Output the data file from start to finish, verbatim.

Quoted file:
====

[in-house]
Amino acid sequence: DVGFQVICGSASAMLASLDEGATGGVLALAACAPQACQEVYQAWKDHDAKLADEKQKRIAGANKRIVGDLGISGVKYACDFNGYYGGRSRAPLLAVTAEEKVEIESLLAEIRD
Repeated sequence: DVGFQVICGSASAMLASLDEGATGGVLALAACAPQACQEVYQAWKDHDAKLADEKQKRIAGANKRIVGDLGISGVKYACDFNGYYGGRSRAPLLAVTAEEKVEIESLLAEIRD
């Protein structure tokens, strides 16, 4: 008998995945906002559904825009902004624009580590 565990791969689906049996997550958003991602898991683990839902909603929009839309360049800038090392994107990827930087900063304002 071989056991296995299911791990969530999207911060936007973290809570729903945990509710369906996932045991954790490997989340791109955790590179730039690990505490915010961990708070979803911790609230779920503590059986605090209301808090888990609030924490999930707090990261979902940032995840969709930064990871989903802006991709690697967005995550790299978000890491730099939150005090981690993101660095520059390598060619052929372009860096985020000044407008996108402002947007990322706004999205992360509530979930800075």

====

[in-house]
Amino acid sequence: DVGFQVICGSASAMLASLDEGATGGVLALAACAPQACQEVYQAWKDHDAKLADEKQKRIAGANKRIVGDLGISGVKYACDFNGYYGGRSRAPLLAVTAEEKVEIESLLAEIRD
Repeated sequence: DVGFQVICGSASAMLASLDEGATGGVLALAACAPQACQEVYQAWKDHDAKLADEKQKRIAGANKRIVGDLGISGVKYACDFNGYYGGRSRAPLLAVTAEEKVEIESLLAEIRD
């Protein structure tokens, strides 16, 4: 008998995945906002559904825009902004624009580590 565990791969689906049996997550958003991602898991683990839902909603929009839309360049800038090392994107990827930087900063304002 071989056991296995299911791990969530999207911060936007973290809570729903945990509710369906996932045991954790490997989340791109955790590179730039690990505490915010961990708070979803911790609230779920503590059986605090209301808090888990609030924490999930707090990261979902940032995840969709930064990871989903802006991709690697967005995550790299978000890491730099939150005090981690993101660095520059390598060619052929372009860096985020000044407008996108402002947007990322706004999205992360509530979930800075």